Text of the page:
The first Form 1095-C statements, regarding coverage offered in 2015, are due to employees by February 1, 2016, and the forms must be filed with IRS by February 29, 2016 (or March 31, if filing electronically; an ALE who is required to file 250 or more returns must file electronically).

Penalties for Failure to File Returns and Furnish Statements

ALEs that fail to meet the ACA reporting requirements are subject to penalties under Code section 6721 for a failure to timely file a correct information return with IRS, and section 6722 for a failure to timely furnish a correct statement to an affected individual.

Prior to the enactment of the Trade Act, each failure under Code sections 6721 and 6722 was subject to a penalty of $100 per return, not to exceed an annual maximum of $1.5 million. The Trade Act more than doubled the applicable penalties. Effective January 1, 2016, each failure to file a return with the IRS is subject to a penalty of $250, not to exceed $3 million per year. Likewise, each failure to furnish a required statement to an affected individual is subject to a penalty of $250, not to exceed $3 million per year.

The Trade Act also revised the maximum penalty amounts that apply when a failure is intentional, and the lower amounts that apply if a failure is timely corrected. The chart below shows the current and new penalty amounts that will apply as of January 1, 2016.

Time of Filing Current Penalty Amounts Penalty Amounts Effective 1/1/16
General penalty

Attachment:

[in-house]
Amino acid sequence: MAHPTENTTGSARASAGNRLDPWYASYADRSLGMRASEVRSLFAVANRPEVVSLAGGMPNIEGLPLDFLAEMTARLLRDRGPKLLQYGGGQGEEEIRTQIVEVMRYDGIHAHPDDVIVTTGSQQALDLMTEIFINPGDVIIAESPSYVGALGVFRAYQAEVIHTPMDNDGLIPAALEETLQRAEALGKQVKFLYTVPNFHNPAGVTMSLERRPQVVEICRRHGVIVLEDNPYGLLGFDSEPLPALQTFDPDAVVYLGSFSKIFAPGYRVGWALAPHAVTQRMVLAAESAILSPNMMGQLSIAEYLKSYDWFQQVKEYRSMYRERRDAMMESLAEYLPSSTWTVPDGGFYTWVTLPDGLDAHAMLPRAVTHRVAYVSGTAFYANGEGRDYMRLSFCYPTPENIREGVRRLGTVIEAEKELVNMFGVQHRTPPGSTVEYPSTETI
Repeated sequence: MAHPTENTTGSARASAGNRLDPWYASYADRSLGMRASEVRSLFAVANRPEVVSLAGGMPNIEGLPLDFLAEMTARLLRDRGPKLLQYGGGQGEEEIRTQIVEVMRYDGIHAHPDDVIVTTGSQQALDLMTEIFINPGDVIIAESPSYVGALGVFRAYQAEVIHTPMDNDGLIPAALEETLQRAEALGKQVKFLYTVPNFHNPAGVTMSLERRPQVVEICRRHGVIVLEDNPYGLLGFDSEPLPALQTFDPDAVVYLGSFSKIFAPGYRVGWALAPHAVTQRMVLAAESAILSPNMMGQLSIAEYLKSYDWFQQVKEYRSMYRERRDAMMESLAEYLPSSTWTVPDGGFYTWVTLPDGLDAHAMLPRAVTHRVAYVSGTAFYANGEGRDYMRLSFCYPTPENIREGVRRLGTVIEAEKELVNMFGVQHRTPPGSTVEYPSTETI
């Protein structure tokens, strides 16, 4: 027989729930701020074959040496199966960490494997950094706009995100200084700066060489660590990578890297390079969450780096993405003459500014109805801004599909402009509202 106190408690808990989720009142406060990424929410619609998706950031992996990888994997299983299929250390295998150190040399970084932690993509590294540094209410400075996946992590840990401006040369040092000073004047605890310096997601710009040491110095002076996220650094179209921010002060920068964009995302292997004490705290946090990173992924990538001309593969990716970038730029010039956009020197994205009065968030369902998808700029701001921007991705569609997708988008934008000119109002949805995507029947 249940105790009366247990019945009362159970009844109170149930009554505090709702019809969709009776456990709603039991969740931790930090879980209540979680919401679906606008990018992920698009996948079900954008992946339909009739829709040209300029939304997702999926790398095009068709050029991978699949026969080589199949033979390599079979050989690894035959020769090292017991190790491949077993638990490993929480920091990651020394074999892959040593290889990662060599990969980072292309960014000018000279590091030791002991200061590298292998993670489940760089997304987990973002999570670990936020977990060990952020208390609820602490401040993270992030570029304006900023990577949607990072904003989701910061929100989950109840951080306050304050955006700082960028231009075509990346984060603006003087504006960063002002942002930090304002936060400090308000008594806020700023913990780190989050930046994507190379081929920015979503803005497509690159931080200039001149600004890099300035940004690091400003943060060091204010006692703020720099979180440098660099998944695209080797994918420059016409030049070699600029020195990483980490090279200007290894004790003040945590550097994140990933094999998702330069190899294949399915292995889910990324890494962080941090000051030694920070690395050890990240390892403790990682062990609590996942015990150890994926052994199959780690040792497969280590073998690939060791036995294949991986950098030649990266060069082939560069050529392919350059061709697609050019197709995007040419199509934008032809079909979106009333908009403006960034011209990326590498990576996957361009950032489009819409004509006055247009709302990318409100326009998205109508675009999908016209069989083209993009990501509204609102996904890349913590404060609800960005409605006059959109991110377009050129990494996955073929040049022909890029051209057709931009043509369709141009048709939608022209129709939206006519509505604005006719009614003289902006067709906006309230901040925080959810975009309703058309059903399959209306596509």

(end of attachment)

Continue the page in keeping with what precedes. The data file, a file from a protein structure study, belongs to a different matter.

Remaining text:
(filed after Aug. 1 or not at all)
$100 per return / $1.5M max. $250 per return / $3M max.
Not more than 30 days late $30 per return / $250,000 max. $50 per return / $500,000 max.
31 or more days late
but before Aug. 1
$60 per return / $500,000 max. $100 per return / $1.5M max.
Intentional disregard for filing requirement $250 per return / no max. $500 per return / no max.

Relief for 2015 if Good Faith Compliance Effort is Made

For 2015 only, the IRS will not impose these penalties if an ALE can show it made a reasonable, good faith effort to comply with the ACA reporting requirements, even if the reports contain incomplete or incorrect information. This relief from penalties is not available, however, if an ALE fails to timely file the required forms with the IRS or furnish employee statements. Employers who are eligible for this penalty relief could still be subject to employer shared responsibility penalties if reports are inaccurate.

Other Issues and Next Steps

The IRS has issued guidance on how to report coverage for retirees and COBRA beneficiaries. There are also rules for electronic distribution of employee statements, reporting coverage for full-time employees who terminate mid-year, and a host of other issues. Most importantly, employers need to start now to assess their readiness to comply with the new reporting requirements.

For more information, please contact:

Elizabeth Masson

415-995-5106 Direct Phone
415-995-3593 Fax

Email Attorney

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Anne Hydorn

415-995-5893 Direct Phone
415-995-3404 Fax